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Age-Typing Across Occupations: When, Where, and Why Occupational Age-Typing Exists

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Date Issued:
2011
Abstract/Description:
The present study sought to determine the direction and degree to which occupations representative of all major occupational categories are viewed as age-typed (i.e., more appropriate for older or younger workers). The 60 occupations examined were the 12 most common and familiar occupations in each of five occupational categories used by the U.S. Census Bureau. I randomly assigned 365 participants to one of three survey conditions. Participants rated the feature centrality, proportional representation, normative age, and optimal performance age of 20 of the 60 occupations and the age-type of 20 different occupations. Results showed that participants reliably rated the occupations on a continuum from highly young-typed to highly old-typed. Occupations viewed as most appropriate for older workers included psychologists (clinical), bus drivers, and librarians, whereas those viewed as most appropriate for younger workers included recreation and fitness workers, bartenders, and hosts/hostesses. Interestingly, despite commonly held stereotypes that older workers are less competent than younger workers (Kite, Stockdale, Whitley, (&) Johnson, 2005), old-typed occupations were viewed as requiring higher competence than those viewed as young-typed. Additionally, roughly three times as many workers are needed to fill the most young-typed jobs compared to the most old-typed jobs (U.S. Census Bureau, 2000). Both of these findings suggest problems for an increasingly aging workforce (Administration of Aging, 2010). I also found that perceived proportional representation accounted for 79% of the variance in predicting the age-type of occupations. This suggests that people rely on general impressions of current worker ages, which supports career timetables theory's approach to the formation of occupational age-type. Implications for theory and research are discussed.
Title: Age-Typing Across Occupations: When, Where, and Why Occupational Age-Typing Exists.
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Name(s): Reeves, Michael, Author
Fritzsche, Barbara, Committee Chair
Dipboye, Robert, Committee Member
Smither, Janan, Committee Member
Matusitz, Jonahan, Committee Member
University of Central Florida, Degree Grantor
Type of Resource: text
Date Issued: 2011
Publisher: University of Central Florida
Language(s): English
Abstract/Description: The present study sought to determine the direction and degree to which occupations representative of all major occupational categories are viewed as age-typed (i.e., more appropriate for older or younger workers). The 60 occupations examined were the 12 most common and familiar occupations in each of five occupational categories used by the U.S. Census Bureau. I randomly assigned 365 participants to one of three survey conditions. Participants rated the feature centrality, proportional representation, normative age, and optimal performance age of 20 of the 60 occupations and the age-type of 20 different occupations. Results showed that participants reliably rated the occupations on a continuum from highly young-typed to highly old-typed. Occupations viewed as most appropriate for older workers included psychologists (clinical), bus drivers, and librarians, whereas those viewed as most appropriate for younger workers included recreation and fitness workers, bartenders, and hosts/hostesses. Interestingly, despite commonly held stereotypes that older workers are less competent than younger workers (Kite, Stockdale, Whitley, (&) Johnson, 2005), old-typed occupations were viewed as requiring higher competence than those viewed as young-typed. Additionally, roughly three times as many workers are needed to fill the most young-typed jobs compared to the most old-typed jobs (U.S. Census Bureau, 2000). Both of these findings suggest problems for an increasingly aging workforce (Administration of Aging, 2010). I also found that perceived proportional representation accounted for 79% of the variance in predicting the age-type of occupations. This suggests that people rely on general impressions of current worker ages, which supports career timetables theory's approach to the formation of occupational age-type. Implications for theory and research are discussed.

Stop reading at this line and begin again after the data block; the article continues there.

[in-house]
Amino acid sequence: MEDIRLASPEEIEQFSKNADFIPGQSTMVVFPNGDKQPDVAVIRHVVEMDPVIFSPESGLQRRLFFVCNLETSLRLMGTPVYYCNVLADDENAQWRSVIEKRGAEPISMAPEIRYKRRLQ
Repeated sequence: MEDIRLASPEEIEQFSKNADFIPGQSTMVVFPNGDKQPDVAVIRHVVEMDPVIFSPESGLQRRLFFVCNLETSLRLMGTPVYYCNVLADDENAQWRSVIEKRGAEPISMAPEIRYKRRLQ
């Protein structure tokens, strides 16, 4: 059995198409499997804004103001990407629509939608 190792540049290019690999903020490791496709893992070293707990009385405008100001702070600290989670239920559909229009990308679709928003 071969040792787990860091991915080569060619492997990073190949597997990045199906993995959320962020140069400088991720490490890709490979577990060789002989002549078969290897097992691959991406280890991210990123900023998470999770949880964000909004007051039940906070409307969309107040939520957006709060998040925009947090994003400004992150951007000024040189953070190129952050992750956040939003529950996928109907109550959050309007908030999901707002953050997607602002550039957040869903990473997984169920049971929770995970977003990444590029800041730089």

Identifier: CFE0004156 (IID), ucf:49046 (fedora)
Note(s): 2011-12-01
M.S.
Sciences, Psychology
Masters
This record was generated from author submitted information.
Subject(s): age-type -- age -- ageism -- age stereotypes -- job stereotypes -- discrimination -- age discrimination -- ADEA
Persistent Link to This Record: http://purl.flvc.org/ucf/fd/CFE0004156
Restrictions on Access: campus 2016-12-15
Host Institution: UCF

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